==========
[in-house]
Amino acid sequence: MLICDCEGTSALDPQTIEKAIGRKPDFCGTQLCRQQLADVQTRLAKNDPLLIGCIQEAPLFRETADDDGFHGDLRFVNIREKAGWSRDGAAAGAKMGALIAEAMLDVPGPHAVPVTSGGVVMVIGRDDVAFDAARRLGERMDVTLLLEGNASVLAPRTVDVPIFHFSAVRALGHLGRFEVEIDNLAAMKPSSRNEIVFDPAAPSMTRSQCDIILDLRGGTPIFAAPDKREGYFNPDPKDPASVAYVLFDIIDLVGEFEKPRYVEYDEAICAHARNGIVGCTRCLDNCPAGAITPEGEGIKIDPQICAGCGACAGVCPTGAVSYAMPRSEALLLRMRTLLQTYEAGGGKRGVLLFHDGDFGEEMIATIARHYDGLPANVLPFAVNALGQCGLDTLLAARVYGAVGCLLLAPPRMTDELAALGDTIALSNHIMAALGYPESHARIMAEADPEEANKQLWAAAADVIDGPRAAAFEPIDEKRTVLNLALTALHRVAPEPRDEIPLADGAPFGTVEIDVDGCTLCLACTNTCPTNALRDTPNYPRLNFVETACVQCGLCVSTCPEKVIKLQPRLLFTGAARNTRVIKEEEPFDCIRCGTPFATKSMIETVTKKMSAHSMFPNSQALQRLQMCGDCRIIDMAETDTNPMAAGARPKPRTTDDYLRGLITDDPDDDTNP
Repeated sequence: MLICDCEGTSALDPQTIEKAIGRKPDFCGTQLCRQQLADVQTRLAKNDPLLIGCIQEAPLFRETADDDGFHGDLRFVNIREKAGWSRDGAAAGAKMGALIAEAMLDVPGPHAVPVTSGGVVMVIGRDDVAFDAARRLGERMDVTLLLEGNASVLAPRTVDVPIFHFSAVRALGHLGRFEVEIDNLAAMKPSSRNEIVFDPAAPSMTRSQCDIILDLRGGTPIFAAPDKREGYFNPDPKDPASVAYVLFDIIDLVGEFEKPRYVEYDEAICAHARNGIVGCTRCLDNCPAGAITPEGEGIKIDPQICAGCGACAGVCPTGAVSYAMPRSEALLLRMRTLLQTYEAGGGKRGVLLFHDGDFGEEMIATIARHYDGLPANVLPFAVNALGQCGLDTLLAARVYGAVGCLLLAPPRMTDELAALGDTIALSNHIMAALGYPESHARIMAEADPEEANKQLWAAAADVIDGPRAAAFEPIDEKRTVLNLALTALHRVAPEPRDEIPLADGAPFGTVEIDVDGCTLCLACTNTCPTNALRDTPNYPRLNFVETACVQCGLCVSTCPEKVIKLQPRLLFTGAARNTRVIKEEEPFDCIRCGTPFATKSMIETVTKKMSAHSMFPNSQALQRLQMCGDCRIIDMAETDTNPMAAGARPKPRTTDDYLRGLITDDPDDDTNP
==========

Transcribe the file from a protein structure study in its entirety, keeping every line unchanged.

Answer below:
[in-house]
Amino acid sequence: MLICDCEGTSALDPQTIEKAIGRKPDFCGTQLCRQQLADVQTRLAKNDPLLIGCIQEAPLFRETADDDGFHGDLRFVNIREKAGWSRDGAAAGAKMGALIAEAMLDVPGPHAVPVTSGGVVMVIGRDDVAFDAARRLGERMDVTLLLEGNASVLAPRTVDVPIFHFSAVRALGHLGRFEVEIDNLAAMKPSSRNEIVFDPAAPSMTRSQCDIILDLRGGTPIFAAPDKREGYFNPDPKDPASVAYVLFDIIDLVGEFEKPRYVEYDEAICAHARNGIVGCTRCLDNCPAGAITPEGEGIKIDPQICAGCGACAGVCPTGAVSYAMPRSEALLLRMRTLLQTYEAGGGKRGVLLFHDGDFGEEMIATIARHYDGLPANVLPFAVNALGQCGLDTLLAARVYGAVGCLLLAPPRMTDELAALGDTIALSNHIMAALGYPESHARIMAEADPEEANKQLWAAAADVIDGPRAAAFEPIDEKRTVLNLALTALHRVAPEPRDEIPLADGAPFGTVEIDVDGCTLCLACTNTCPTNALRDTPNYPRLNFVETACVQCGLCVSTCPEKVIKLQPRLLFTGAARNTRVIKEEEPFDCIRCGTPFATKSMIETVTKKMSAHSMFPNSQALQRLQMCGDCRIIDMAETDTNPMAAGARPKPRTTDDYLRGLITDDPDDDTNP
Repeated sequence: MLICDCEGTSALDPQTIEKAIGRKPDFCGTQLCRQQLADVQTRLAKNDPLLIGCIQEAPLFRETADDDGFHGDLRFVNIREKAGWSRDGAAAGAKMGALIAEAMLDVPGPHAVPVTSGGVVMVIGRDDVAFDAARRLGERMDVTLLLEGNASVLAPRTVDVPIFHFSAVRALGHLGRFEVEIDNLAAMKPSSRNEIVFDPAAPSMTRSQCDIILDLRGGTPIFAAPDKREGYFNPDPKDPASVAYVLFDIIDLVGEFEKPRYVEYDEAICAHARNGIVGCTRCLDNCPAGAITPEGEGIKIDPQICAGCGACAGVCPTGAVSYAMPRSEALLLRMRTLLQTYEAGGGKRGVLLFHDGDFGEEMIATIARHYDGLPANVLPFAVNALGQCGLDTLLAARVYGAVGCLLLAPPRMTDELAALGDTIALSNHIMAALGYPESHARIMAEADPEEANKQLWAAAADVIDGPRAAAFEPIDEKRTVLNLALTALHRVAPEPRDEIPLADGAPFGTVEIDVDGCTLCLACTNTCPTNALRDTPNYPRLNFVETACVQCGLCVSTCPEKVIKLQPRLLFTGAARNTRVIKEEEPFDCIRCGTPFATKSMIETVTKKMSAHSMFPNSQALQRLQMCGDCRIIDMAETDTNPMAAGARPKPRTTDDYLRGLITDDPDDDTNP